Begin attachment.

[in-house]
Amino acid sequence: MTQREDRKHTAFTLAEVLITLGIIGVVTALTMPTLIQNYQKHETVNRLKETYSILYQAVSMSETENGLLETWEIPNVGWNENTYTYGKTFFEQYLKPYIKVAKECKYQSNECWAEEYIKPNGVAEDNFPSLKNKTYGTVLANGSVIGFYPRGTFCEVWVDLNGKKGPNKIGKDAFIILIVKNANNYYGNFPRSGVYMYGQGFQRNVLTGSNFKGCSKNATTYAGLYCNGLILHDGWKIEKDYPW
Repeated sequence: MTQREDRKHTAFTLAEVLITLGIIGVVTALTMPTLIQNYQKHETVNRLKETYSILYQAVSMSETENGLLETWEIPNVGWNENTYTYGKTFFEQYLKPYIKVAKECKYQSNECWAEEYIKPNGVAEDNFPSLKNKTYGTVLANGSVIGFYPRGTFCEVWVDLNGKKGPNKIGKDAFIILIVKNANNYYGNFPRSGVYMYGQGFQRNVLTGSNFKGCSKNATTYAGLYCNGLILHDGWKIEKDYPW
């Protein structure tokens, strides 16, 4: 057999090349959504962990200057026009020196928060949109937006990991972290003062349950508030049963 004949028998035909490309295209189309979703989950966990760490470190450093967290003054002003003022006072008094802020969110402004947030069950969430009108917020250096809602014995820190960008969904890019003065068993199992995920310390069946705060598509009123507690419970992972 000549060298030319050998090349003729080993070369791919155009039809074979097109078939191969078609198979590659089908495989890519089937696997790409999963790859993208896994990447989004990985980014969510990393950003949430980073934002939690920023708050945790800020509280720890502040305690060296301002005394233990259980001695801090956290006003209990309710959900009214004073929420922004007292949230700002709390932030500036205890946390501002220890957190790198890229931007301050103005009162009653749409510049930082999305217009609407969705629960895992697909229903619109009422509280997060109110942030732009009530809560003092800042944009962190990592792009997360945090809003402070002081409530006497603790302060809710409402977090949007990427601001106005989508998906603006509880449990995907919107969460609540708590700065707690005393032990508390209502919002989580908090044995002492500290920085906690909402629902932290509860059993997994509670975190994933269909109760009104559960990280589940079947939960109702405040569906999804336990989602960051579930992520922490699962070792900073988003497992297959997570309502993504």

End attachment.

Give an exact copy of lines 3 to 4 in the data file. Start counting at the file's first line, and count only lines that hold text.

Repeated sequence: MTQREDRKHTAFTLAEVLITLGIIGVVTALTMPTLIQNYQKHETVNRLKETYSILYQAVSMSETENGLLETWEIPNVGWNENTYTYGKTFFEQYLKPYIKVAKECKYQSNECWAEEYIKPNGVAEDNFPSLKNKTYGTVLANGSVIGFYPRGTFCEVWVDLNGKKGPNKIGKDAFIILIVKNANNYYGNFPRSGVYMYGQGFQRNVLTGSNFKGCSKNATTYAGLYCNGLILHDGWKIEKDYPW
């Protein structure tokens, strides 16, 4: 057999090349959504962990200057026009020196928060949109937006990991972290003062349950508030049963 004949028998035909490309295209189309979703989950966990760490470190450093967290003054002003003022006072008094802020969110402004947030069950969430009108917020250096809602014995820190960008969904890019003065068993199992995920310390069946705060598509009123507690419970992972 000549060298030319050998090349003729080993070369791919155009039809074979097109078939191969078609198979590659089908495989890519089937696997790409999963790859993208896994990447989004990985980014969510990393950003949430980073934002939690920023708050945790800020509280720890502040305690060296301002005394233990259980001695801090956290006003209990309710959900009214004073929420922004007292949230700002709390932030500036205890946390501002220890957190790198890229931007301050103005009162009653749409510049930082999305217009609407969705629960895992697909229903619109009422509280997060109110942030732009009530809560003092800042944009962190990592792009997360945090809003402070002081409530006497603790302060809710409402977090949007990427601001106005989508998906603006509880449990995907919107969460609540708590700065707690005393032990508390209502919002989580908090044995002492500290920085906690909402629902932290509860059993997994509670975190994933269909109760009104559960990280589940079947939960109702405040569906999804336990989602960051579930992520922490699962070792900073988003497992297959997570309502993504």